Surging mortgage rates may scare sellers into action

realtors have many standard tools they use to manipulate buyers. Most of what they say is half-truth or outright bullshit designed to create a false urgency in buyers to facilitate sales commissions. One of the more common lines of faulty reasoning is that buyers should worry about being priced out when mortgage interest rates rise and they should buy before the situation gets any worse.

With the collapse of the housing bubble, most people realized that rising interest rates will not price them out. In fact, rising interest rates is far more likely to hurt sellers and force them to lower their prices to sell. Surprisingly enough, real estate prices do go down, and if everyone really is priced out, prices must fall — and they do.

The recent uptick in mortgage interest rates is being touted as a reason buyers should act. However, given the realities of the marketplace, it’s sellers who are actually more motivated than buyers to act.

With stock prices, after a big drop, many sellers are holding their shares waiting to get out at breakeven. As the prices nears their breakeven exit point, sellers become anxious to get out while the gettin’s good. Rarely does a real estate market have such an abundance of anxious sellers withholding their overhead supply, but this is one of those rare times. Many sellers can’t sell because prices haven’t reached their debt levels yet, but many who have discretion to sell are finding rising interest rates motivation to list and sell their homes.

Surge in U.S. mortgage rates could force buyers sellers off the fence

By Leah Schnurr — Wed May 29, 2013 3:05pm EDT

(Reuters) – Worries the Federal Reserve may begin to slow its stimulus efforts sent U.S. mortgage rates last week to their highest level in a year, a surge that could be a headwind to the nascent housing recovery should they march much higher.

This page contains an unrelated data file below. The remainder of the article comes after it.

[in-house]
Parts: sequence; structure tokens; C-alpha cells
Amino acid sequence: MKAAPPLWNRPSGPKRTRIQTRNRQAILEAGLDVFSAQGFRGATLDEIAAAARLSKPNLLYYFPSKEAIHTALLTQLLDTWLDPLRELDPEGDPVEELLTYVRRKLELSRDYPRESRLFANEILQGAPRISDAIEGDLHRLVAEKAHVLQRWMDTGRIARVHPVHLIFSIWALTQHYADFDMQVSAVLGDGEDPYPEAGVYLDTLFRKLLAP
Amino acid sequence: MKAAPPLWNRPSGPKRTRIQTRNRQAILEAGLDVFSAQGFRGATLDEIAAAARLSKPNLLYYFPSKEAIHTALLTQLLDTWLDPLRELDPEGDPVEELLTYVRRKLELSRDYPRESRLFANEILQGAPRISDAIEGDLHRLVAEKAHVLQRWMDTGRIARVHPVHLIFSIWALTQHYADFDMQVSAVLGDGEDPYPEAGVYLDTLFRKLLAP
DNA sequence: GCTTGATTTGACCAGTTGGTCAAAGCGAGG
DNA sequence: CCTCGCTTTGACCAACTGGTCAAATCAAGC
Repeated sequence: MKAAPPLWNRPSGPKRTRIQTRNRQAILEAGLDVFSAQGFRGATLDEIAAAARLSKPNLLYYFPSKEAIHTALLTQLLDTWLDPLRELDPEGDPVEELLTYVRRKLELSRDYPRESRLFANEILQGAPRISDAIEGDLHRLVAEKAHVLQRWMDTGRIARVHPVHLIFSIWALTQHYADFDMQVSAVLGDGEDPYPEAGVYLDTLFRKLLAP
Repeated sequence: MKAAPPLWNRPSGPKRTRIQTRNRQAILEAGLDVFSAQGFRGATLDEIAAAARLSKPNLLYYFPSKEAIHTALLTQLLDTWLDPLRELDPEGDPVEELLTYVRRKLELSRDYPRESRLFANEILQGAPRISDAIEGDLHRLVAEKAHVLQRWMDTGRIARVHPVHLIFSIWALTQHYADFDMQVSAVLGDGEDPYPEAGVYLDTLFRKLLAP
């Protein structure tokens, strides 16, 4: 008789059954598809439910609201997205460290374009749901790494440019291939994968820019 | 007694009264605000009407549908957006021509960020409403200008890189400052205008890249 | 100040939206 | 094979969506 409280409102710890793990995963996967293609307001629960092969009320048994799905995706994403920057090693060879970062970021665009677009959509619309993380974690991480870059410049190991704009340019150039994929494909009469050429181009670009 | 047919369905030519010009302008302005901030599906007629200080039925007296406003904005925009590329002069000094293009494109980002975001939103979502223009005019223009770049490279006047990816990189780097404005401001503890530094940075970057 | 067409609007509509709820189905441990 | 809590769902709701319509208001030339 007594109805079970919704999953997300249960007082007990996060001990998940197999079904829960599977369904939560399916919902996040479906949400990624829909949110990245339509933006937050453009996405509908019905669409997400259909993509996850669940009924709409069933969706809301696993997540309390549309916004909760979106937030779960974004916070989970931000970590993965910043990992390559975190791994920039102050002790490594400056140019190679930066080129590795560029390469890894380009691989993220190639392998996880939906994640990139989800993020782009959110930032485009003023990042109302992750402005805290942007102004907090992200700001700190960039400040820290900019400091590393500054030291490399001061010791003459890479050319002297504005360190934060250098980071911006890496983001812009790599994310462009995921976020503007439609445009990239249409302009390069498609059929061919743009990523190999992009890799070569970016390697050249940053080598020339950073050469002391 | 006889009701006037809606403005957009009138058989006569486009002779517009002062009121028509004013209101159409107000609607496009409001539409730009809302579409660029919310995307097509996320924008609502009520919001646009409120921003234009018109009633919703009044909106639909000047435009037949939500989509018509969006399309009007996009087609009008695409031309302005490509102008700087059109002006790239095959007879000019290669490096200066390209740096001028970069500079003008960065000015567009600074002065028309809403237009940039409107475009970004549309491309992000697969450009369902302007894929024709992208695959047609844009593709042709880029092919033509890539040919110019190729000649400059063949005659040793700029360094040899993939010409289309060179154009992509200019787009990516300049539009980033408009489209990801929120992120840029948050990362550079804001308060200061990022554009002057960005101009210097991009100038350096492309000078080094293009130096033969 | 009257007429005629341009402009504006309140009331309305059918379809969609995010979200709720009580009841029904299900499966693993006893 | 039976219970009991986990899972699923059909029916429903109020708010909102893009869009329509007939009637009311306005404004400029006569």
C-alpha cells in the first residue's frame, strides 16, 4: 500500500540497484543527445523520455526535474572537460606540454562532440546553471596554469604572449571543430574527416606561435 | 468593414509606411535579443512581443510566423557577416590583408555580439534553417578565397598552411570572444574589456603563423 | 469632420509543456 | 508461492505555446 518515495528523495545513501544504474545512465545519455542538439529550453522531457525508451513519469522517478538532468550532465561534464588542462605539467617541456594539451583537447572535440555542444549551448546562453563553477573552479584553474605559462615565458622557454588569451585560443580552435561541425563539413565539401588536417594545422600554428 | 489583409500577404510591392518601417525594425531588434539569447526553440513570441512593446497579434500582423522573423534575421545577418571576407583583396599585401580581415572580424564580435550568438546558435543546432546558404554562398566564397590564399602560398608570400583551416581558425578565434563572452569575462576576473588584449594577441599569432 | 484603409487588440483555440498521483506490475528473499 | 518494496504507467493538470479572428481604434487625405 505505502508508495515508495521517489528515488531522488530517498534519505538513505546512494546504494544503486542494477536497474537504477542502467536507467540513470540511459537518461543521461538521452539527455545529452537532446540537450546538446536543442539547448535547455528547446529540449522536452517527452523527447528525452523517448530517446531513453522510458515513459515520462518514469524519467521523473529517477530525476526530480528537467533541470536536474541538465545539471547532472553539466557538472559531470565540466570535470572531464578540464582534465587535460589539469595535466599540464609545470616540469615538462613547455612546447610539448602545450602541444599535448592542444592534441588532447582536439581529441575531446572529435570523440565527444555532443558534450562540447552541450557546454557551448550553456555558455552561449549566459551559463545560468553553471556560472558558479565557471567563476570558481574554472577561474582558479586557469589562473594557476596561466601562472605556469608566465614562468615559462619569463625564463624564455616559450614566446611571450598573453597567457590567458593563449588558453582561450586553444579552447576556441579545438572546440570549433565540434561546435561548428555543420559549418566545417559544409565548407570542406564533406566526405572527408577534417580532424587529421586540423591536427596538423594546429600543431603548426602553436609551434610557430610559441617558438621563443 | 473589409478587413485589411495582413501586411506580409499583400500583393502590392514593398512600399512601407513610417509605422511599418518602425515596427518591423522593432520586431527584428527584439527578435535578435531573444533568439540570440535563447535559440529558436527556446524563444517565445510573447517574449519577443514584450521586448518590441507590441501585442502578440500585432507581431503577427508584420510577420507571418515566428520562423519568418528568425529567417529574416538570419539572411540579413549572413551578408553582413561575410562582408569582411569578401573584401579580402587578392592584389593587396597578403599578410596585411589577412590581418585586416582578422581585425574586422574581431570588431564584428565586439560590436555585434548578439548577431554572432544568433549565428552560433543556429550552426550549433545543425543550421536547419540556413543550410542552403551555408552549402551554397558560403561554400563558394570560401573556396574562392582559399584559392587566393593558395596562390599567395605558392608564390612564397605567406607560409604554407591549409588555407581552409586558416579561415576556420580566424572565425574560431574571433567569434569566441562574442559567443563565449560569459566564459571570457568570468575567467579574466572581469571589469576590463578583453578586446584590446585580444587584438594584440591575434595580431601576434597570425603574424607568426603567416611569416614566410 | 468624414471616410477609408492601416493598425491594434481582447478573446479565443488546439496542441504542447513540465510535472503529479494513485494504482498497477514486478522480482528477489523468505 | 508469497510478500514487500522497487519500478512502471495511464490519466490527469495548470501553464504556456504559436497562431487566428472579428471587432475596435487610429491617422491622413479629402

At the same time, the jump in rates appears to have spurred some prospective buyers to lock in cheaper prices while they can, according to data from the Mortgage Bankers Association released on Wednesday.

The MBA said interest rates on fixed 30-year mortgage rates surged 12 basis points to average 3.90 percent in the week ended May 24. It was the highest level since May of last year and the biggest jump in 14 months.

If mortgages were to get markedly more expensive from their recent record lows, that could price some buyers out of the market and put a dent in a housing comeback still in its early stages.

Rising interest rates will foil the banks plans to reflate the housing bubble. In my list of the The 10 biggest obstacles to reflating the housing bubble, rising interest rates are number 1. Lenders need to get peak prices to cover their bad loans. If buyers simply can’t afford these prices because interest rates rise, what is going to happen? There are only three options. Will all home sales cease? Will the federal reserve buy even more mortgage debt to lower rates again? Will banks be forced to sell and take big losses?

Analysts, however, said rates were unlikely to continue to rise at such a fast pace.